Setting goals is an important part of life. We set personal goals like buying a house, getting married or starting a family, and we set professional goals like getting a promotion or moving into another career, even if we don’t write them down or acknowledge them on a conscious level. Most of us also set financial goals, however big or small, to help us prepare for the future. How often, though, do all of these goals align?
Many of us feel disconnected from professional and financial goal setting, as if we’re just ticking off a never-ending to-do list. However, aligning our ambitions with our personal interests and passions makes them more likely to come to fruition.
Here are some tips to help you achieve this balance.
Find Your Passion
Before you can align the personal and professional, you first need to work out what makes you happy. There is probably a list of things you feel passionately about: gardening, sport, tech or cooking, for example. The list might also include professional accomplishments like “solving a client’s problem” or even vague notions like “helping people.” Don’t worry about what any of this means right now, just write it down.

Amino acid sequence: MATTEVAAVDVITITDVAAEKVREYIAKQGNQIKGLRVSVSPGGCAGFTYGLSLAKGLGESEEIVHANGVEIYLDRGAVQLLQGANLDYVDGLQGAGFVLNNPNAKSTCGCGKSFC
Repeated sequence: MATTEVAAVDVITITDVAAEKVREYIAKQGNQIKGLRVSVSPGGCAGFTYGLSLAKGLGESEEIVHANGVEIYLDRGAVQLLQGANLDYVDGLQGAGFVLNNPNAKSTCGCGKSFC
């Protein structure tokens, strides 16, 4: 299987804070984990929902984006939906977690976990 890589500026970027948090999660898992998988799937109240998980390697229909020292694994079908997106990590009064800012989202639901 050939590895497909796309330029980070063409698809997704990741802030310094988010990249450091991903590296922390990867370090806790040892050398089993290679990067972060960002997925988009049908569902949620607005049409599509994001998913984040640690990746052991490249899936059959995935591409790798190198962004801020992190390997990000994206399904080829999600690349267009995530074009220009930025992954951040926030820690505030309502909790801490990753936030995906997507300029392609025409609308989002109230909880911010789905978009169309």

The greater your understanding of what’s important to you, the easier it will be to paint a whole picture of what you are working towards.
Find Ways to Monetize
Once you’ve written your list of passions, it’s time to dissect it to see if there are ways of monetizing any of your personal interests. This may take some time and research, and at first getting any kind of financial recompense for your interests may seem unlikely. However, you can learn from the success of others in this area, such as Fahad Alrajaan: he worked towards a goal he was passionate about – the Welfare state of Kuwait – and became a financial leader in his industry. There are plenty of other stories online about people making money doing what they love, so you won’t be short of inspiration.
Set Life Goals
To align your personal and financial goals, you need to put money into the context of your life. What does money mean to you? Freedom from debt, or the ability to stay home with your children? An early retirement? Or perhaps the ability to pursue your passions unencumbered by financial responsibilities. This is a case where the clichéd interview question really applies: where do you see yourself in five, ten and fifteen years? Your dream future might seem far off now, but are there small steps you could be taking towards that endpoint?
Decide What’s Important
You might never get rich doing what you love, but you may decide that’s not important. If you can find a balance in your personal and professional lives that result in economic stability, such as starting your own business or making money from your hobby on the side, that’s an achievement worth recognizing. Don’t get caught up in always working toward big goals. Set yourself smaller tasks to achieve and view the alignment of your goals as a journey, not a get-rich-quick scheme.